Synergistic effect of disrupted-in-schizophrenia 1 (DISC1) and Bardet-Biedl syndrome 4 (BBS4) on recruitment of pericentriolar material 1 (PCM1) and ninein to the centrosome. A, Efficient suppression of DISC1, BBS4, and PCM1 by RNA interference (RNAi). RNAi to DISC1, BBS4, and PCM1 suppresses 78%, 65%, and 78% of endogenous DISC1, BBS4, and PCM1 expression, respectively, in PC12 cells (top panels). RNAi to DISC1 or BBS4 does not affect the levels of endogenous PCM1 (middle panels). IB indicates antibodies used for Western blotting; Con RNAI, control RNAi. B, Suppression of DISC1 and BBS4 reduces accumulation of PCM1 to the centrosome in PC12 cells in a synergistic manner. To quantify the accumulation, immunointensity of PCM1 in the centrosome area (white circle) relative to that in the whole cell region surrounded by the green line was quantified. Bars represent means of each group of cells in 3 independent and blinded experiments (*P < .001, †P < .01, ‡P < .05). Error bars represent standard error of the mean. Representative images are shown. Blue indicates the nucleus; red, PCM1; green, pEGFP-F; white, γ-tubulin (also indicated by arrowheads). Scale bar, 10 μm. C, Accumulation of ninein at the centrosome is disturbed by synergistic application of DISC1 and BBS4 RNAi or PCM1 RNAi. Although neither application of DISC1 RNAi nor BBS4 RNAi leads to a significant effect on ninein, the synergistic application of both RNAis reduces accumulation of ninein to the centrosome, resembling the phenotype in the presence of RNAi to PCM1. To quantify the accumulation, immunointensity of ninein in the centrosome area (white circle) relative to that in the whole cell region surrounded by the green line was quantified. Bars represent means of each group of cells in 3 independent and blinded experiments (*P < .005, †P < .001). Error bars represent standard error of the mean. Representative images of PC12 cells are shown. Blue indicates the nucleus; red, ninein; green, pEGFP-F; white, γ-tubulin (also indicated by arrowheads). Scale bar, 10 μm.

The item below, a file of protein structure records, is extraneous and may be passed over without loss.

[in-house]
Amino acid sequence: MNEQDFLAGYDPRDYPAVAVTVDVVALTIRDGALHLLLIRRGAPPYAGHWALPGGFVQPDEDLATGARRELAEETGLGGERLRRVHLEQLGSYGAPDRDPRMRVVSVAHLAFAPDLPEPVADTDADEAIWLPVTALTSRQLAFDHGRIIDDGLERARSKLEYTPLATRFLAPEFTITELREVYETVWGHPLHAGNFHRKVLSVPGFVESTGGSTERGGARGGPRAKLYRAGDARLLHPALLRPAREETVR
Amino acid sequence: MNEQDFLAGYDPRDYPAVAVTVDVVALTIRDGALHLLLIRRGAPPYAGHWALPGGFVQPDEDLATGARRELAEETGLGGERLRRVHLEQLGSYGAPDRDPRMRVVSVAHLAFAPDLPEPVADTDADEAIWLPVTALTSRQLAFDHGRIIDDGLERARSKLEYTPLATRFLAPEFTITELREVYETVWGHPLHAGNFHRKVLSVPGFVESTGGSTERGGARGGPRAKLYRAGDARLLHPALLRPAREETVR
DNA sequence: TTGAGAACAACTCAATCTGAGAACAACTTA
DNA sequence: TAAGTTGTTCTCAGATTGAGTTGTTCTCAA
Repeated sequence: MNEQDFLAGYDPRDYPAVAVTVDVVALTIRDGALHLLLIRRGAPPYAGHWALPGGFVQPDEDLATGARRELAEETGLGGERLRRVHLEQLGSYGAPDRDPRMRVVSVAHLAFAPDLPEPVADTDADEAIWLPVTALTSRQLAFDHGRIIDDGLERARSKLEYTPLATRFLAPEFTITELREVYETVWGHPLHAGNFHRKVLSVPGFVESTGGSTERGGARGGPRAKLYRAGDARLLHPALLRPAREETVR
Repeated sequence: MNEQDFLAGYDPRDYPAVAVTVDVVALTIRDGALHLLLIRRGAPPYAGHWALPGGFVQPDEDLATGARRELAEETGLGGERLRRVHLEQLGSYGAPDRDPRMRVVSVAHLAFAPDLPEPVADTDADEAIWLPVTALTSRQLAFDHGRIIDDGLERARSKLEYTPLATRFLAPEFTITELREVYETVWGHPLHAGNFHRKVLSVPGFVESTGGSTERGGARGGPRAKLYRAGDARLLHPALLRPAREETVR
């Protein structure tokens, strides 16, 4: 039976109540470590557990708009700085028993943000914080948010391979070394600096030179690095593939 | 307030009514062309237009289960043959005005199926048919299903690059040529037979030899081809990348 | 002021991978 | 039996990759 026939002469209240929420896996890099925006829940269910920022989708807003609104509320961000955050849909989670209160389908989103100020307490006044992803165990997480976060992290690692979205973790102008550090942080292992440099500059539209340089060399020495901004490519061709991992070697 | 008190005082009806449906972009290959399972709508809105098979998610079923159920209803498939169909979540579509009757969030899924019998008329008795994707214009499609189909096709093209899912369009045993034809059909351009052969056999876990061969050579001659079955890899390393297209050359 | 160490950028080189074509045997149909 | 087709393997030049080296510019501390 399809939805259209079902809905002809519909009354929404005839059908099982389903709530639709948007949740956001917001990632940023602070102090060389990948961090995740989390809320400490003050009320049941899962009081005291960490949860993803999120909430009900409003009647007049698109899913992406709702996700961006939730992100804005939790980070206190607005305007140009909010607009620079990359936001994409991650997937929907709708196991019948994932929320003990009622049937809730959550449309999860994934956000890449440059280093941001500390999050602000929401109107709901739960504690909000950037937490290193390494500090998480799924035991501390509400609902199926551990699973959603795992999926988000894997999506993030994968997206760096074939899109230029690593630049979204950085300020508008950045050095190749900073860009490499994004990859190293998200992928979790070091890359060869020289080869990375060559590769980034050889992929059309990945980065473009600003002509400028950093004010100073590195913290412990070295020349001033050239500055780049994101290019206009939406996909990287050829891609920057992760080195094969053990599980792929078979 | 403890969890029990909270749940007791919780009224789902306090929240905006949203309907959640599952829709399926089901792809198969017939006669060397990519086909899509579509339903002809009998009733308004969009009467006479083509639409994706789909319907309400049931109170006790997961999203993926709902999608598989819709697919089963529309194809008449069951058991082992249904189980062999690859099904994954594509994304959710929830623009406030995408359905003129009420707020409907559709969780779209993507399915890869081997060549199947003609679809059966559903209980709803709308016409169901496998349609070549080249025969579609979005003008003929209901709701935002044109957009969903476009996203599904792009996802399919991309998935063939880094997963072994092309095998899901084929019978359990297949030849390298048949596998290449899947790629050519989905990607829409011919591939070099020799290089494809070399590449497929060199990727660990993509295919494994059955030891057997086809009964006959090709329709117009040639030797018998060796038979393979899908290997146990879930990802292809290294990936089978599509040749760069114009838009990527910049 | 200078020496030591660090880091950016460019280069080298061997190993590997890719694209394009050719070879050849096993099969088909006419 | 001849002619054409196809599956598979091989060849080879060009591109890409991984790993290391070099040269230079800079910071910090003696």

Knockdown of disrupted-in-schizophrenia 1 (DISC1), Bardet-Biedl syndrome 4 (BBS4), and pericentriolar material 1 (PCM1) leads to neuronal migration defects in the developing cerebral cortex. A, RNA interference (RNAi) constructs and green fluorescent protein (GFP) expression vectors were electroporated into the ventricular zone (VZ) at embryonic day 15 and analyzed at postnatal day 0. In brains with control RNAi (Con RNAi), 40% of GFP-labeled cells exited the VZ, and 25% of GFP-labeled cells completed migration and formed the superficial layers of the cortex that correspond to bins 9 and 10. By contrast, only less than 15% of GFP-positive cells reached the superficial layers in brain slices with DISC1 RNAi, BBS4 RNAi, or PCM1 RNAi, with the majority of GFP-positive cells remaining in the intermediate zone (IZ), subventricular zone (SVZ), and VZ. Green indicates cells cotransfected with GFP and RNAi constructs; purple, propidium iodide (PI); Con RNAi, control RNAi; CP, cortical plate; MZ, marginal zone. Scale bar, 100 μm. B, A migration distance is shown. Silencing of DISC1, BBS4, or PCM1 induces delayed radial migration (*P < .001). Silencing of both DISC1 and BBS4 expression leads to a more severe defect compared with that with either DISC1 RNAi or BBS4 RNAi. †P < .05. Values are given as mean (SEM).
A nonsense mutation in PCM1 in a family with schizophrenia and schizoaffective disorder. Mutation analysis of a white family. JHU37007 shows a heterozygous 4057G→T mutation in exon 24 of PCM1, introducing a premature termination codon (E1353X); genotypes are shown below each individual, as are sequence traces. The psychiatric phenotype (if any) of each family member is also shown. wt Indicates wild type.
Kamiya A, Tan PL, Kubo K, Engelhard C, Ishizuka K, Kubo A, Tsukita S, Pulver AE, Nakajima K, Cascella NG, Katsanis N, Sawa A. Recruitment of PCM1 to the Centrosome by the Cooperative Action of DISC1 and BBS4A Candidate for Psychiatric Illnesses. Arch Gen Psychiatry. 2008;65(9):996–1006. doi:10.1001/archpsyc.65.9.996